Posted by: Tony Carson | 17 September, 2007

On slagging the Dutch

Ridiculing your enemy has been around for as long as antipathy. And the taunt-speak of animosities can endure long after the enemies become friends.

Take the Dutch, for instance. According to this Globe and Mail piece Dutch treat? Courage? the English language has 150 derogatory terms for the once hated low-landers, all of them inspired by historic enmities:

THE QUESTION: “Why is the English language so cruel to the Dutch, as in Dutch treat, Dutch courage, Dutch wife, etc.?” asks Frank Kutas of Don Mills, Ont.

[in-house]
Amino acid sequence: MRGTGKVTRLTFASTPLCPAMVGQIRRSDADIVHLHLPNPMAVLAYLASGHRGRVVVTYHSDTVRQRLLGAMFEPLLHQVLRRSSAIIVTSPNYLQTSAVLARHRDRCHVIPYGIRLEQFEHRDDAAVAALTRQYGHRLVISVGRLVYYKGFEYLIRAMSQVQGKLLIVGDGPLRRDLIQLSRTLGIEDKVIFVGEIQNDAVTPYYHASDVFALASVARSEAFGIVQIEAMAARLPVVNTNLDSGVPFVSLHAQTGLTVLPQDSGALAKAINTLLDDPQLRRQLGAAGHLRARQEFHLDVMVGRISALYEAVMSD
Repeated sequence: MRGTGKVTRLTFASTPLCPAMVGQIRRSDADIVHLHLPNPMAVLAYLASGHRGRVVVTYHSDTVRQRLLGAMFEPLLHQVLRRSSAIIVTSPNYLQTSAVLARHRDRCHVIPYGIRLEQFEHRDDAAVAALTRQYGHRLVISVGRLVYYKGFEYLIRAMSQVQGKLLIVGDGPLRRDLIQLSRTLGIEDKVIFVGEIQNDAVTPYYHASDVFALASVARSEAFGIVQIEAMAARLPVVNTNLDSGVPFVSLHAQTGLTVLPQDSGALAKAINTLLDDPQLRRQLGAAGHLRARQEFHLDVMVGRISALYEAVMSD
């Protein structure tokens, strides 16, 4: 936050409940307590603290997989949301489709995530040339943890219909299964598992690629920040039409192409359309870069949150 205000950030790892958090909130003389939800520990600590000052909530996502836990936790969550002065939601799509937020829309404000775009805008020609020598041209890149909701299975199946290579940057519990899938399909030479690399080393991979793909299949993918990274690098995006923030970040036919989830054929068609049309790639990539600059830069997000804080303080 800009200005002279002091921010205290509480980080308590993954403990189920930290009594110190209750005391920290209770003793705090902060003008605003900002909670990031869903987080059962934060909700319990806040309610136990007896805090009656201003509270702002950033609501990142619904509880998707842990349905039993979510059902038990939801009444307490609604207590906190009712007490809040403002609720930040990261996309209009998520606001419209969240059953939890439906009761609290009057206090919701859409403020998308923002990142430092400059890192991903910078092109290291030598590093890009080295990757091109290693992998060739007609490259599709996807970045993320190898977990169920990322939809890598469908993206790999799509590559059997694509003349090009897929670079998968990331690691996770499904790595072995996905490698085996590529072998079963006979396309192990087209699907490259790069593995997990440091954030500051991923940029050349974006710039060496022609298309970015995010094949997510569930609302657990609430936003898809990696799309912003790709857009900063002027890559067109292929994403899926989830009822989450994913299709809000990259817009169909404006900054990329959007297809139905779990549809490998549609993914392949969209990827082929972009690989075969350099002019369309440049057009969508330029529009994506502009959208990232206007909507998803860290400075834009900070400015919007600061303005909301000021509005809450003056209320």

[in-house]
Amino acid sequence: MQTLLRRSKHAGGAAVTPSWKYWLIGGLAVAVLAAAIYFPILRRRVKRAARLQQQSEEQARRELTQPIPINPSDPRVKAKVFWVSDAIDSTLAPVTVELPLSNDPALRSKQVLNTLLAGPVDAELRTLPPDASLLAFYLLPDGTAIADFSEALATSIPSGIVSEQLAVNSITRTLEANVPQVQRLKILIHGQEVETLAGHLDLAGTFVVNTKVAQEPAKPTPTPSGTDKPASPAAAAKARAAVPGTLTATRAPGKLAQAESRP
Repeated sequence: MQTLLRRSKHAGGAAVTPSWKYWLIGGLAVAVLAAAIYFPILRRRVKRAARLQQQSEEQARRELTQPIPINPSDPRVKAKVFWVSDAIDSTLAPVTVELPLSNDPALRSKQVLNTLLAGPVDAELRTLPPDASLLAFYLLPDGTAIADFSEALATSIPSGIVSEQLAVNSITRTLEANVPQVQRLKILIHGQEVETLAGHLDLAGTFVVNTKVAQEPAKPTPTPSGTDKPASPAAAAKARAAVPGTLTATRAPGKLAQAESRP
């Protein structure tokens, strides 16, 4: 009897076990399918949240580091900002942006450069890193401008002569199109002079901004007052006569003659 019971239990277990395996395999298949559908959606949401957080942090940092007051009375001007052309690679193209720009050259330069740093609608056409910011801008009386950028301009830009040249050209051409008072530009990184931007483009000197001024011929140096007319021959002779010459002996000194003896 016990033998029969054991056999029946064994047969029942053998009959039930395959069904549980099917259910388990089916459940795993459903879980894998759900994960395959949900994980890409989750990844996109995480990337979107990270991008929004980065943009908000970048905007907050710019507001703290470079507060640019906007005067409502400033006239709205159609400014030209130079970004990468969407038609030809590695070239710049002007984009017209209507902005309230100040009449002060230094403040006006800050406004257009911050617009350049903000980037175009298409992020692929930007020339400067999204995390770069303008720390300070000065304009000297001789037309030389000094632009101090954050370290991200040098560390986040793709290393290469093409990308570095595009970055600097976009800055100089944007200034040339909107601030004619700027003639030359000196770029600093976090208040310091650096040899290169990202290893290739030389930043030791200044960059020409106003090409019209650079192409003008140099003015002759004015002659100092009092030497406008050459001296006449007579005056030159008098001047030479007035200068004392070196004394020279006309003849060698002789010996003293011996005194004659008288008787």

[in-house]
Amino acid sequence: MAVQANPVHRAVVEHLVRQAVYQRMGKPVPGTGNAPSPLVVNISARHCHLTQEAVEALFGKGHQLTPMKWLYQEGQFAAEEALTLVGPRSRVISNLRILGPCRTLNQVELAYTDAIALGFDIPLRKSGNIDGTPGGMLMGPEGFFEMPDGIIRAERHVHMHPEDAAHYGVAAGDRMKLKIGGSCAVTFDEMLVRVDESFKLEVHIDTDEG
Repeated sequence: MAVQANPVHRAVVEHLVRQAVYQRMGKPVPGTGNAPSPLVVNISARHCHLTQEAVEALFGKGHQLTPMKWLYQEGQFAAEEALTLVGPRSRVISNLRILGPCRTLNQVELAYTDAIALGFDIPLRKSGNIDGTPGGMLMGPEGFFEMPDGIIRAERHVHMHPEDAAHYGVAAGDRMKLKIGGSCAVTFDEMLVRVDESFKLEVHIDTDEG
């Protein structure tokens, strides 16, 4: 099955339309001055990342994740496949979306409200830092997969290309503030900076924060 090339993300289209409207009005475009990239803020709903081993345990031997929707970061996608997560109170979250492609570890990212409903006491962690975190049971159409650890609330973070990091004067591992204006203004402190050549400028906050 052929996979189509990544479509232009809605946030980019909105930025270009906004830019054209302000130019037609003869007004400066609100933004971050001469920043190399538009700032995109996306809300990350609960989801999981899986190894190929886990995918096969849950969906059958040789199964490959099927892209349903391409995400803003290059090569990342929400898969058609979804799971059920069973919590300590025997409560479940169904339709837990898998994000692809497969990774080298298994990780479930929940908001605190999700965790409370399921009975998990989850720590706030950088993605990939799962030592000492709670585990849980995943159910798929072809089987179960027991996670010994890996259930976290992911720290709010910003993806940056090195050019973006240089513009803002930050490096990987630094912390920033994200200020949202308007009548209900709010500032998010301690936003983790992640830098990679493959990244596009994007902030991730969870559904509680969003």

THE ANSWER: “Colonial trade rivalry between the English and the Dutch became hostile in the 17th century,” writes Mike Hengeveld of Vancouver. “Over the course of two wars, well over 150 derogatory terms have been created by the English invariably suggesting the Dutch as cheap, cowardly, stubborn, ignorant, etc.”

Another popular expression he has heard is, “If ya ain’t Dutch, ya ain’t much.”

So, do you know any? Minus the three mentioned here, there are 147 left to choose from. And what’s ‘a Dutch wife?’

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